Themes and Structure in "Young Goodman Brown"
Nathaniel Hawthorne was one of those rare writers who drew great critical acclaim during his own lifetime. To his contemporaries—Edgar Allan Poe, Henry Wadsworth Longfellow, and Herman Melville—as well as to the next generation of writers, Hawthorne was a genius. Poe said in Nathaniel Hawthorne's Tales that Hawthorne has ''the purest style, the finest taste, the most available scholarship, the most delicate humor, the most touching pathos, the most radiant imagination." Hawthorne's work, consisting of over 50 stories and sketches as well as such classic novels as The Scarlet Letter, continued to draw attention after his death and experienced a particular resurgence of interest after World War I. His writings attract readers not only for their storytelling qualities, but also for the moral and theological ambiguities Hawthorne presents so well.
The Latin American writer Jorge Luis Borges and the eminent American scholar Harold Bloom both agree that Hawthorne's shorter works are his best. Foremost among his stories in popular appeal and critical respect is "Young Goodman Brown," which tells the story of a young Puritan drawn into a covenant with the Devil, despite his attempts to resist. In the course of one evening, Brown's illusions of the godliness of his society are shattered as he discovers that his fellow townspeople, including religious leaders and his wife, are attending a Black Mass. At the end of the story, Brown is left to wonder whether his vision was, in fact, a dream. Yet the delineation between the imaginary and the real does not matter, because the mere ability to see such evil in his loved ones destines Brown thereafter to a life of desperate gloominess. The prose is powerful, prompting Melville, in Nathaniel Hawthorne's Tales to delight in this ''strong positive illustration of that blackness in Hawthorne."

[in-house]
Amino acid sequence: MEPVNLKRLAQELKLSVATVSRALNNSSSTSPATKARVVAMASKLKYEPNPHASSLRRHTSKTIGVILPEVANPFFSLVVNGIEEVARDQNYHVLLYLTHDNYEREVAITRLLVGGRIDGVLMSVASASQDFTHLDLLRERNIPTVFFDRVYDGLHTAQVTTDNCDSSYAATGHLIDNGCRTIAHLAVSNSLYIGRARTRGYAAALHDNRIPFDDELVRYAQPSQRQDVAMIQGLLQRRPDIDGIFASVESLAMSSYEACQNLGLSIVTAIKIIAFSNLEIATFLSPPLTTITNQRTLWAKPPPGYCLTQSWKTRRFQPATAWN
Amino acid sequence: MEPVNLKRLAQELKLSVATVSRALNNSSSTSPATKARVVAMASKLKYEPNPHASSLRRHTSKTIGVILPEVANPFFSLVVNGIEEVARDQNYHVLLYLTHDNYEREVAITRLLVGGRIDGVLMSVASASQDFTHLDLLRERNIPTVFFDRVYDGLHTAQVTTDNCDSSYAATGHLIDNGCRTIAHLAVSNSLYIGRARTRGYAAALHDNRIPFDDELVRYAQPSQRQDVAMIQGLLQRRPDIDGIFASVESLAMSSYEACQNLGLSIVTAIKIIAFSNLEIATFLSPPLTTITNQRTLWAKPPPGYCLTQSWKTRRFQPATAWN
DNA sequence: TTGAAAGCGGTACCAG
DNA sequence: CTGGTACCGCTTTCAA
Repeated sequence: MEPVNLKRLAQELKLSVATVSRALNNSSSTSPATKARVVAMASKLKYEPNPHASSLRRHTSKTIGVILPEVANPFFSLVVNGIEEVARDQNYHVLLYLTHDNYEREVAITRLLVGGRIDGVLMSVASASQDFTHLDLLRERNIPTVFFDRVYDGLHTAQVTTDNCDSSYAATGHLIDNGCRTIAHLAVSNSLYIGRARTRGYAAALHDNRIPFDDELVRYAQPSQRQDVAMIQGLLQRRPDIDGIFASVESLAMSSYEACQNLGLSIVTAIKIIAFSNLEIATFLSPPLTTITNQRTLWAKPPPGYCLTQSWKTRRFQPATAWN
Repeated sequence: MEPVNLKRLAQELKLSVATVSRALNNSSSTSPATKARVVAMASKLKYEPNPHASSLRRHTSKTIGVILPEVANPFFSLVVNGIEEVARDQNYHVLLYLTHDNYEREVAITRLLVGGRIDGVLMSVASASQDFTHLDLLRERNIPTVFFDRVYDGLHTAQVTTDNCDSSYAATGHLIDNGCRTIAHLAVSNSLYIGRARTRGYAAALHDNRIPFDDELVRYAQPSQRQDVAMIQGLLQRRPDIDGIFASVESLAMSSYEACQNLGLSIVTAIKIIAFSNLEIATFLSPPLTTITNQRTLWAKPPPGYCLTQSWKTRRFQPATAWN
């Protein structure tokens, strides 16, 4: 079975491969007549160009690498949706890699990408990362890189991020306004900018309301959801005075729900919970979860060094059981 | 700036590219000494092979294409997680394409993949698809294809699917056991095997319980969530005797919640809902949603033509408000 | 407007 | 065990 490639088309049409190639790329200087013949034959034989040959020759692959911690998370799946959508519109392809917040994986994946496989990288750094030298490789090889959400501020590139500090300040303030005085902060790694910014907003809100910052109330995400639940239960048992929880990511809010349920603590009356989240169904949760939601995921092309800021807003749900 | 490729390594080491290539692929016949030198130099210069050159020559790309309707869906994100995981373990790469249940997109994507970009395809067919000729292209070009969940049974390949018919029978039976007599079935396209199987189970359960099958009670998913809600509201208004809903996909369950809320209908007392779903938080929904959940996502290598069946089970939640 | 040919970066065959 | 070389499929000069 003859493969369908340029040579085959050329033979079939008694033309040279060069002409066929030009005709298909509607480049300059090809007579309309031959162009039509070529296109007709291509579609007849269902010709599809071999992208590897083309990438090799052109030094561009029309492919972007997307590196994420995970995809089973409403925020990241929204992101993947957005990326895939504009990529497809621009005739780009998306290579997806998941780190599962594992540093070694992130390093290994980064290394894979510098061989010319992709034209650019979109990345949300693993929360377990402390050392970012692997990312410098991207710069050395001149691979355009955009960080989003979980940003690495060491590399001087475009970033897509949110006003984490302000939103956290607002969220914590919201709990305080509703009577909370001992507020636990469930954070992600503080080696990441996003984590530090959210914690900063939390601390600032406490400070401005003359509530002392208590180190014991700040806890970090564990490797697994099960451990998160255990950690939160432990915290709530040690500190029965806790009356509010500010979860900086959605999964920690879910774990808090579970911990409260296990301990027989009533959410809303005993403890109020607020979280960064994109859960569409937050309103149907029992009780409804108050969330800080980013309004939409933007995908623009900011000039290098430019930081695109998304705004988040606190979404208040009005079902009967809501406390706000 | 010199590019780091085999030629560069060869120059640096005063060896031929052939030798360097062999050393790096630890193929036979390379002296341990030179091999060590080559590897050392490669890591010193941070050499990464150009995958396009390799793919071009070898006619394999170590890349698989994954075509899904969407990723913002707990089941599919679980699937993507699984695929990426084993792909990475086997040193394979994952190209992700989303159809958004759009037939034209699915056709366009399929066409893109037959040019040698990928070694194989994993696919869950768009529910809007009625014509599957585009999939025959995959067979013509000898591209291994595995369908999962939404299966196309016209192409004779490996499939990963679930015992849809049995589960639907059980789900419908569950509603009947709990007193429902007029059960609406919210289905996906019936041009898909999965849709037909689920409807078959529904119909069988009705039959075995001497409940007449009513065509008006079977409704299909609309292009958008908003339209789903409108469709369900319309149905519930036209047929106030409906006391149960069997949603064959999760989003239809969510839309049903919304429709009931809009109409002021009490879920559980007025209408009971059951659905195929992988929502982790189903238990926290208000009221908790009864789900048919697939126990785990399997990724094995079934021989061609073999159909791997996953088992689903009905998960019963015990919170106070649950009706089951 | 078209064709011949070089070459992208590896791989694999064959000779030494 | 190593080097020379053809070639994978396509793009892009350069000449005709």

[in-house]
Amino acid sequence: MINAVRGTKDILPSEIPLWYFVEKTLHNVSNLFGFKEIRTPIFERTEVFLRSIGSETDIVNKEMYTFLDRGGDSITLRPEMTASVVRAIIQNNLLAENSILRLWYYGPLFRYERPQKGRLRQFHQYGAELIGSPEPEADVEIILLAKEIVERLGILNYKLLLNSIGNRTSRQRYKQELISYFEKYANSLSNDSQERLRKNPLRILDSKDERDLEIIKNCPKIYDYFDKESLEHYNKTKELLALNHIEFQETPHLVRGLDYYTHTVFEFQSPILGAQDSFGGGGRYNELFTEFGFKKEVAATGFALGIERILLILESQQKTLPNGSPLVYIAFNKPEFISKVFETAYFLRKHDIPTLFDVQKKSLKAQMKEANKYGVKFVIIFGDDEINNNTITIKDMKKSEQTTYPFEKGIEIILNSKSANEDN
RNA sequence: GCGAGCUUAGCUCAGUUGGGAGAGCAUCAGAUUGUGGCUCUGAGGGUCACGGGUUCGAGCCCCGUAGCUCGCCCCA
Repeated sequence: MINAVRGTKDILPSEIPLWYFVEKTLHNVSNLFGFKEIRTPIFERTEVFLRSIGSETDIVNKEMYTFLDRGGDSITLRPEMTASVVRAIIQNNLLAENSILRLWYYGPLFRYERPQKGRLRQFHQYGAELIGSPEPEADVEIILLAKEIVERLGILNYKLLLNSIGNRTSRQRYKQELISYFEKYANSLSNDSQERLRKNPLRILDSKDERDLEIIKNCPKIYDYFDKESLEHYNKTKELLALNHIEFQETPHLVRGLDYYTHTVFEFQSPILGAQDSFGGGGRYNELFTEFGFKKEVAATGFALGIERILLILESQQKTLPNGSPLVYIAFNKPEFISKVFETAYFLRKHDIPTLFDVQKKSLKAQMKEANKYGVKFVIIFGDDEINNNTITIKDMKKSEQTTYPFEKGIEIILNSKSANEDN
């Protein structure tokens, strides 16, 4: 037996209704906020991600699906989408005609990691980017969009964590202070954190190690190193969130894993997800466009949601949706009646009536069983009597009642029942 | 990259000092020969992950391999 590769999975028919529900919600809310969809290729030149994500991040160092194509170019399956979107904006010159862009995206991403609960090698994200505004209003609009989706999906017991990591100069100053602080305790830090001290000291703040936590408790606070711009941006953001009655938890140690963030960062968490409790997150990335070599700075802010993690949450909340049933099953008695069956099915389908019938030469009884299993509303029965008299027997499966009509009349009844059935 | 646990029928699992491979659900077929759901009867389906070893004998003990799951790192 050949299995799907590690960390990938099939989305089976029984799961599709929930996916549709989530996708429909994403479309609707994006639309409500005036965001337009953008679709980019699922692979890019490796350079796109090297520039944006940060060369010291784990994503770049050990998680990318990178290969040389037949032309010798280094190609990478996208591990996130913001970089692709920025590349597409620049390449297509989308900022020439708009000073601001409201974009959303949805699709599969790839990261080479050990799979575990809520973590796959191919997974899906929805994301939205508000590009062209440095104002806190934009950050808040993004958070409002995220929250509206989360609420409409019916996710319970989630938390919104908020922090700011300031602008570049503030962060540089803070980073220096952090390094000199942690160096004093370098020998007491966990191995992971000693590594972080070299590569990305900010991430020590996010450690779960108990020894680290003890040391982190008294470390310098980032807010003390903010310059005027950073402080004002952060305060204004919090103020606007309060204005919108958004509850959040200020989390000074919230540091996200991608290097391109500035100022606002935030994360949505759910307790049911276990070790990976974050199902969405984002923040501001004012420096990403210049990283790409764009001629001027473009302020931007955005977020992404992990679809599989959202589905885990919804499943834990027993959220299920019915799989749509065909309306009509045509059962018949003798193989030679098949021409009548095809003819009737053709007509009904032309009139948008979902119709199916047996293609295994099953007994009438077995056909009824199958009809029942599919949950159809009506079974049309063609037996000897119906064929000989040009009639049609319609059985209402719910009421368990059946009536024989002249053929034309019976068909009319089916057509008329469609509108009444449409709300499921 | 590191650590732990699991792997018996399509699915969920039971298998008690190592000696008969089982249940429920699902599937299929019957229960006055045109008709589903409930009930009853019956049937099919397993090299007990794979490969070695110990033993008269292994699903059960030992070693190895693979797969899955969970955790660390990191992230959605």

''Young Goodman Brown'' has been analyzed through many lenses, including the psychological, historical, sociological, theological, and semantic. Critics still disagree over fundamental questions such as whether Brown is a victim or has only himself to blame for what befalls him. One feature that does stand out in the work is the accurate portrayal of Puritan society. Hawthorne clearly understands the demands of the Puritan faith, and it is no surprise to find that he has a legitimate claim to this heritage—among his ancestors number a constable who "lashed [a] Quaker woman so smartly" and a military officer who engaged in the destruction of an Indian village. Hawthorne also includes in his story the characters of Goody Cloyse, who taught Brown catechism, Martha Carrier, who had been promised to be "the queen of hell," and Goody Cory, all of whom were real people accused of sorcery during the Salem Witch Trials. Deacon Gookin also figures in Puritan history, as does, of course, Salem village. Such details challenge the reader to analyze Hawthorne's intentions: is he trying to influence us through his use of history to believe that...
(The entire section is 6,399 words.)